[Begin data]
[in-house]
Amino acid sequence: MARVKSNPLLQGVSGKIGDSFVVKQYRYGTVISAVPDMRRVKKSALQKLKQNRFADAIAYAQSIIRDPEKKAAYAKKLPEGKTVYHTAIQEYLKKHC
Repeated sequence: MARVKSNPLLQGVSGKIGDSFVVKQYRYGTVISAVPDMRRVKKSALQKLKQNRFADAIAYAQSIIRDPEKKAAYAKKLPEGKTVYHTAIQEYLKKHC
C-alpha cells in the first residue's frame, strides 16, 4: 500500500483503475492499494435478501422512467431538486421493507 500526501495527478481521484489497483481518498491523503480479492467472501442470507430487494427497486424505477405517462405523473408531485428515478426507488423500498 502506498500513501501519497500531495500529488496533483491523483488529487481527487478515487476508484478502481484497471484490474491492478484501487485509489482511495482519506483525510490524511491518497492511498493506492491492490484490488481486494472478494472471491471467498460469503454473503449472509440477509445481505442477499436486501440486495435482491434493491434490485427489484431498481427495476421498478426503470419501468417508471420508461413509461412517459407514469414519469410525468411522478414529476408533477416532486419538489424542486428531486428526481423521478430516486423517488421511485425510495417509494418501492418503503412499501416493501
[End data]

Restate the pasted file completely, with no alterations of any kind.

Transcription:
[in-house]
Amino acid sequence: MARVKSNPLLQGVSGKIGDSFVVKQYRYGTVISAVPDMRRVKKSALQKLKQNRFADAIAYAQSIIRDPEKKAAYAKKLPEGKTVYHTAIQEYLKKHC
Repeated sequence: MARVKSNPLLQGVSGKIGDSFVVKQYRYGTVISAVPDMRRVKKSALQKLKQNRFADAIAYAQSIIRDPEKKAAYAKKLPEGKTVYHTAIQEYLKKHC
C-alpha cells in the first residue's frame, strides 16, 4: 500500500483503475492499494435478501422512467431538486421493507 500526501495527478481521484489497483481518498491523503480479492467472501442470507430487494427497486424505477405517462405523473408531485428515478426507488423500498 502506498500513501501519497500531495500529488496533483491523483488529487481527487478515487476508484478502481484497471484490474491492478484501487485509489482511495482519506483525510490524511491518497492511498493506492491492490484490488481486494472478494472471491471467498460469503454473503449472509440477509445481505442477499436486501440486495435482491434493491434490485427489484431498481427495476421498478426503470419501468417508471420508461413509461412517459407514469414519469410525468411522478414529476408533477416532486419538489424542486428531486428526481423521478430516486423517488421511485425510495417509494418501492418503503412499501416493501